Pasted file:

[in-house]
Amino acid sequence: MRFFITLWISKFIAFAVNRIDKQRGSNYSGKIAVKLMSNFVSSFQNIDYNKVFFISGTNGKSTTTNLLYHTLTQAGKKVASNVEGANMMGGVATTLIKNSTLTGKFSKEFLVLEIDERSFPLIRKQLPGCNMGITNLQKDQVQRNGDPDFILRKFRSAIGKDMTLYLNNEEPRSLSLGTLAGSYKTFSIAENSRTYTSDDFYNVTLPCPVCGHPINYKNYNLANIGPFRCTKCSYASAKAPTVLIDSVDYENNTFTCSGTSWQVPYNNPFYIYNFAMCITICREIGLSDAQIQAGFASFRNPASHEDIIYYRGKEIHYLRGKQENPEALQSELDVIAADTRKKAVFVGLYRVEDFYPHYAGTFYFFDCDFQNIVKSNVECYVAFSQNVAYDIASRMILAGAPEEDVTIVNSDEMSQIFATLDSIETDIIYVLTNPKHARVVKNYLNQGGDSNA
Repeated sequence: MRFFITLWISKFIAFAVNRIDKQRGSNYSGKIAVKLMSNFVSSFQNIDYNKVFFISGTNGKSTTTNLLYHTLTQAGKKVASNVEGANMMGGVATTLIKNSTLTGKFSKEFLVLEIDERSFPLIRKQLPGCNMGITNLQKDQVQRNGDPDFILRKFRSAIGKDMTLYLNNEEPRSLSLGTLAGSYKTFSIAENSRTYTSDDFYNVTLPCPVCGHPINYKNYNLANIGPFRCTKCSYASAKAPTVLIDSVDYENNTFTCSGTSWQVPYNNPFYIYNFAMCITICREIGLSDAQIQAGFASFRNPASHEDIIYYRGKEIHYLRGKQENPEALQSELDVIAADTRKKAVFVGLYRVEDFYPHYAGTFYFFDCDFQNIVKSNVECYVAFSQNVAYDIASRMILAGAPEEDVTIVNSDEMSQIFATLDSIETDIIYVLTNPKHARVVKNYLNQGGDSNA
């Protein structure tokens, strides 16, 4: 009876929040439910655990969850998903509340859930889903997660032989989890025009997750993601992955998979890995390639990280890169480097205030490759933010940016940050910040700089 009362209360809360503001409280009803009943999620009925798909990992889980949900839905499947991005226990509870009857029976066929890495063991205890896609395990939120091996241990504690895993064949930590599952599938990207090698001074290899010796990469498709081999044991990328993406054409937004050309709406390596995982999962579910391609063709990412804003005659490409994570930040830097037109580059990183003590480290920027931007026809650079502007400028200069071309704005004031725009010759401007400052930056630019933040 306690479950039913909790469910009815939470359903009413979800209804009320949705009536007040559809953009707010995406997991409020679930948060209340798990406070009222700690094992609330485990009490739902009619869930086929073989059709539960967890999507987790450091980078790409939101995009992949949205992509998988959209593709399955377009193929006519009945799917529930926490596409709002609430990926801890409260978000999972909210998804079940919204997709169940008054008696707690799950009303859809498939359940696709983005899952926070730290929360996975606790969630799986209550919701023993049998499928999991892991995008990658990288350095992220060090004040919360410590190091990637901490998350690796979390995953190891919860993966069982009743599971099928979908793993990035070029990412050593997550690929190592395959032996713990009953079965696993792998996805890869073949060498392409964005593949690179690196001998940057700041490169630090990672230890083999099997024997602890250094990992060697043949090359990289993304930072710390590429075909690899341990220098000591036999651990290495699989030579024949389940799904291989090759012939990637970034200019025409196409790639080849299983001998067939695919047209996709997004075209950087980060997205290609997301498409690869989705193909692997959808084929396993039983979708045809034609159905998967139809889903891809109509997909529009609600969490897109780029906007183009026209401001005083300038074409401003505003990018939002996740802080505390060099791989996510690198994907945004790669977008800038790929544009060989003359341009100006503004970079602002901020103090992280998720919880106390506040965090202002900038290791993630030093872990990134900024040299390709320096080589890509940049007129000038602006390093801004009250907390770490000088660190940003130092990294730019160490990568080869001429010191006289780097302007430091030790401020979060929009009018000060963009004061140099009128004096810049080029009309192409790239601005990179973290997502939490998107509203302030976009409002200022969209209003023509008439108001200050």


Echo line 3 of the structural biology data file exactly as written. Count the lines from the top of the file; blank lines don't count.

Repeated sequence: MRFFITLWISKFIAFAVNRIDKQRGSNYSGKIAVKLMSNFVSSFQNIDYNKVFFISGTNGKSTTTNLLYHTLTQAGKKVASNVEGANMMGGVATTLIKNSTLTGKFSKEFLVLEIDERSFPLIRKQLPGCNMGITNLQKDQVQRNGDPDFILRKFRSAIGKDMTLYLNNEEPRSLSLGTLAGSYKTFSIAENSRTYTSDDFYNVTLPCPVCGHPINYKNYNLANIGPFRCTKCSYASAKAPTVLIDSVDYENNTFTCSGTSWQVPYNNPFYIYNFAMCITICREIGLSDAQIQAGFASFRNPASHEDIIYYRGKEIHYLRGKQENPEALQSELDVIAADTRKKAVFVGLYRVEDFYPHYAGTFYFFDCDFQNIVKSNVECYVAFSQNVAYDIASRMILAGAPEEDVTIVNSDEMSQIFATLDSIETDIIYVLTNPKHARVVKNYLNQGGDSNA